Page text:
GnRH gene expression is the identifying characteristic of a small subset of hypothalamic neurons that control reproductive function. However, Oct-1, Pbx/Prep1, and the other proteins identified thus far that regulate GnRH transcription are also expressed in other tissues and brain regions. Thus, tissue-specific expression in this rare cell type may be promoted by a unique combination of these broadly expressed proteins. The contribution of Pbx proteins to tissue-specific expression in a combinatorial manner has been described by several studies (52, 53). For example, the pancreatic cell-specific activity of the homeodomain factor Pdx1 changes due to interactions with TALE proteins. In exocrine cells, the elastase enhancer is regulated by a Pdx1·Meis2·Pbx1b complex, whereas in endocrine cells, Pdx1 binds alone (54). Interestingly, the Pbx1b protein is highly expressed in exocrine cells, but absent in endocrine cells. Similarly, it is possible that a particular form of the Pbx protein family might play a role in the tissue-specific regulation of GnRH gene expression.
The cellular location of Pbx1 may also contribute to the specificity of GnRH gene expression. Unlike other homeodomain proteins, EXD and Pbx1 are often found in the cytoplasm and are translocated into specific nuclei at precise times during development (24, 55, 56). Recent reports suggest a mechanism for regulating Pbx/EXD target genes in which a protein-protein interaction between Pbx/EXD and their cofactors (Prep1/HTH) results in nuclear translocation (57). Endogenous Pbx1 was located in both the nucleus and cytoplasm of GT1-7 cells under our culture conditions (data not shown). Intriguingly, the subcellular localization of Pbx1 in the GnRH neuron in vivo appears to change during development. Although Pbx1 was detected throughout the cells in the embryo, it appeared to be expressed exclusively in the nuclei in adult neurons (Fig. 5). These data suggest that Pbx1-induced transcriptional activity might be required at a relatively late stage of brain development. However, Pbx1 may play an important role in composing the molecular identity of the GnRH neuron at embryonic stages.
Remarkably, Pbx1 is found in GnRH neurons throughout development. Our in situ hybridization and immunohistochemistry findings show expression of Pbx1 in GnRH neurons as early as 13.5 dpc in the mouse embryo, persisting until adulthood. Moreover, Pbx1 is also expressed in the pituitary at 13.5 dpc. In light of these observations, it will be interesting to examine the development of the reproductive system and its function in Pbx1-deficient mice. These mice die at 15/16 dpc, with severe abnormalities of multiple tissue and organs, including the skeleton (58), pancreas (59), liver (60), and kidney (61). Although they display defects in urogenital development (61), the development of the hypothalamus or pituitary has not been analyzed. Our characterization of Pbx1/Prep1 protein function in GnRH-expressing neurons as well as in the regulation of follicle-stimulating hormone-β expression in gonadotrophs (36) suggests a role for Pbx1 in proper functioning of the reproductive axis.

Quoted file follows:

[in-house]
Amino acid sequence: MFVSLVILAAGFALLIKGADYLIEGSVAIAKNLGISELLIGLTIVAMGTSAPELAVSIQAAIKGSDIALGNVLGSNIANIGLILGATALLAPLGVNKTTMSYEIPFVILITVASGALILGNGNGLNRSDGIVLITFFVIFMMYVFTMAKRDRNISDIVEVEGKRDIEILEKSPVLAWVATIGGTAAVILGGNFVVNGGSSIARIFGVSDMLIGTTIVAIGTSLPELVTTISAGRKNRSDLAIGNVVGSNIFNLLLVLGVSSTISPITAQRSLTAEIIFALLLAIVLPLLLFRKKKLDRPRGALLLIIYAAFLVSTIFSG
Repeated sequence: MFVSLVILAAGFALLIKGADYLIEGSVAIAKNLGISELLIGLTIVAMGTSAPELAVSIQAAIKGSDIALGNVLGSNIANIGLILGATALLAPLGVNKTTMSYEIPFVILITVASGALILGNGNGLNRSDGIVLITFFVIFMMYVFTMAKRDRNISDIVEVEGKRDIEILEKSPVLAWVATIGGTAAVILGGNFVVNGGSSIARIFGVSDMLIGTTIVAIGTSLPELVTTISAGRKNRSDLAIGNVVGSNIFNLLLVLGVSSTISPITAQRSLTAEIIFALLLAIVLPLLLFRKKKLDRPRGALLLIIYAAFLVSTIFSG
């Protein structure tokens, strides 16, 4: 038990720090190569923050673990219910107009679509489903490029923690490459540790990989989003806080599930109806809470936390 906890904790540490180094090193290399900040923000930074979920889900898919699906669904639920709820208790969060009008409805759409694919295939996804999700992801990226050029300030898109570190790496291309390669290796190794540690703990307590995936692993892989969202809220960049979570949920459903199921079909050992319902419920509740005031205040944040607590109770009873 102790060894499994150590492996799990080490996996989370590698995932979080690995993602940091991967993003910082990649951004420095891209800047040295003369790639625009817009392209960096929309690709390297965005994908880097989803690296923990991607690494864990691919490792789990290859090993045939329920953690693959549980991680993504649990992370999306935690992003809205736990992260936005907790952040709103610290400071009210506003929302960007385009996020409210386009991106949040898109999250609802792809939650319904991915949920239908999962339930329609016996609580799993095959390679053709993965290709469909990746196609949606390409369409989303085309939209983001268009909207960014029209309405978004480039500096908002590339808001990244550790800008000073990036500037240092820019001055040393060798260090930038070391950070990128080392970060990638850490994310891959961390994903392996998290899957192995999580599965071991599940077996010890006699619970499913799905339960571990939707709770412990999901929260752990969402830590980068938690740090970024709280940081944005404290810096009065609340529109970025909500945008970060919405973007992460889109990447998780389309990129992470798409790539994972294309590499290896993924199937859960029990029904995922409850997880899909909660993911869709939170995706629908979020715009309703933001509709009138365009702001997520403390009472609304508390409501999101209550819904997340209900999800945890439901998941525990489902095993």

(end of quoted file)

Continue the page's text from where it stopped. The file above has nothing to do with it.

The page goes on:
In conclusion, we have explored a novel interaction between the transcription factors Pbx/Prep1 and Oct-1. We show that these proteins bind to several clustered elements within the GnRH regulatory region that are essential for activation of GnRH gene expression in hypothalamic neurons. In addition to their role in the context of the GnRH gene, our findings may provide insight into the function of Oct-1 and TALE proteins in the regulation of other genes.
We thank Dr. Michel Strubin for providing the yeast strains and expression vectors required for the two-hybrid system and Dr. Michael L. Cleary for providing the anti-Meis1 antisera and the mouse Pbx1b cDNA. We thank Teri Williams, Brian Powl, Scott Anderson, Shannon Snyder, Laura Neely, and Rachel White for excellent technical assistance and Drs. Carolyn Kelley and Mark Lawson for early contributions to this work. We also thank members of the Mellon laboratory for reagents, discussions, and critical reading of the manuscript.
*This work was supported in part by National Institutes of Health Grant R01 DK44838 (to P. L. M.).
1The abbreviations used are: GnRH, gonadotropin-releasing hormone; EMSA, electrophoretic mobility shift assay; GST, glutathione S-transferase; dnPrep1, dominant-negative Prep1; GnRHe, GnRH enhancer; RSVp, Rous sarcoma virus promoter; DAB, 3,3′-diaminobenzidine; dpc, days postcoitus; GnRHp, GnRH promoter; X-gal, 5-bromo-4-chloro-3-indolyl-β-d-galactopyranoside.
2M. L. Givens, N. Rave-Harel, V. O. Goonewardena, R. Kurotani, C. H. Swan, J. L. R. Rubenstein, B. Robert, and P. L. Mellon, submitted for publication.
3M. L. Givens, R. Kurotani, N. Rave-Harel, N. L. G. Miller, and P. L. Mellon, submitted for publication.